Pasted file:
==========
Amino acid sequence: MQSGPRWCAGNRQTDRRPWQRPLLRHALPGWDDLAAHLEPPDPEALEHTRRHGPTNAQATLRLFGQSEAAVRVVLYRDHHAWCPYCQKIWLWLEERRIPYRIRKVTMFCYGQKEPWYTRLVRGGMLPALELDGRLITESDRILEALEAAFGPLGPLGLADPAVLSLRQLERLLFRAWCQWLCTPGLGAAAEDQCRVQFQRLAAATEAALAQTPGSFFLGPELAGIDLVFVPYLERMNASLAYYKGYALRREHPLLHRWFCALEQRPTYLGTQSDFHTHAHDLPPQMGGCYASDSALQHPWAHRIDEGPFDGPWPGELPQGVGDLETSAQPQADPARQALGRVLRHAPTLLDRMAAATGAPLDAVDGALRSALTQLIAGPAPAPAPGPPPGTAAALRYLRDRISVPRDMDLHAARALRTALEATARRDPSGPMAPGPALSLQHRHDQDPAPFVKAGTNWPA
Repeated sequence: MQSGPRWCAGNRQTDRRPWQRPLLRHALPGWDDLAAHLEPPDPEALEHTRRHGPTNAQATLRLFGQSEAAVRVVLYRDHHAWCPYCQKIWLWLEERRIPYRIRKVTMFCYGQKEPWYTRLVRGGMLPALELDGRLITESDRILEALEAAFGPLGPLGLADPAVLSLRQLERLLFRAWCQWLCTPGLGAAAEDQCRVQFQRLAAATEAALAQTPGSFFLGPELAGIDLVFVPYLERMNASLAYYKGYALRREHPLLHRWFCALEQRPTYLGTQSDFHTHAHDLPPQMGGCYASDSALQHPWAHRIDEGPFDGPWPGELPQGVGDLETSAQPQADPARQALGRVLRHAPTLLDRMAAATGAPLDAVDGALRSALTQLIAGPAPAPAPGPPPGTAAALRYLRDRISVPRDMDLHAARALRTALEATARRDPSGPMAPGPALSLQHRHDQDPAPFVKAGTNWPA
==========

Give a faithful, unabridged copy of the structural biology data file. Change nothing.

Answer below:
Amino acid sequence: MQSGPRWCAGNRQTDRRPWQRPLLRHALPGWDDLAAHLEPPDPEALEHTRRHGPTNAQATLRLFGQSEAAVRVVLYRDHHAWCPYCQKIWLWLEERRIPYRIRKVTMFCYGQKEPWYTRLVRGGMLPALELDGRLITESDRILEALEAAFGPLGPLGLADPAVLSLRQLERLLFRAWCQWLCTPGLGAAAEDQCRVQFQRLAAATEAALAQTPGSFFLGPELAGIDLVFVPYLERMNASLAYYKGYALRREHPLLHRWFCALEQRPTYLGTQSDFHTHAHDLPPQMGGCYASDSALQHPWAHRIDEGPFDGPWPGELPQGVGDLETSAQPQADPARQALGRVLRHAPTLLDRMAAATGAPLDAVDGALRSALTQLIAGPAPAPAPGPPPGTAAALRYLRDRISVPRDMDLHAARALRTALEATARRDPSGPMAPGPALSLQHRHDQDPAPFVKAGTNWPA
Repeated sequence: MQSGPRWCAGNRQTDRRPWQRPLLRHALPGWDDLAAHLEPPDPEALEHTRRHGPTNAQATLRLFGQSEAAVRVVLYRDHHAWCPYCQKIWLWLEERRIPYRIRKVTMFCYGQKEPWYTRLVRGGMLPALELDGRLITESDRILEALEAAFGPLGPLGLADPAVLSLRQLERLLFRAWCQWLCTPGLGAAAEDQCRVQFQRLAAATEAALAQTPGSFFLGPELAGIDLVFVPYLERMNASLAYYKGYALRREHPLLHRWFCALEQRPTYLGTQSDFHTHAHDLPPQMGGCYASDSALQHPWAHRIDEGPFDGPWPGELPQGVGDLETSAQPQADPARQALGRVLRHAPTLLDRMAAATGAPLDAVDGALRSALTQLIAGPAPAPAPGPPPGTAAALRYLRDRISVPRDMDLHAARALRTALEATARRDPSGPMAPGPALSLQHRHDQDPAPFVKAGTNWPA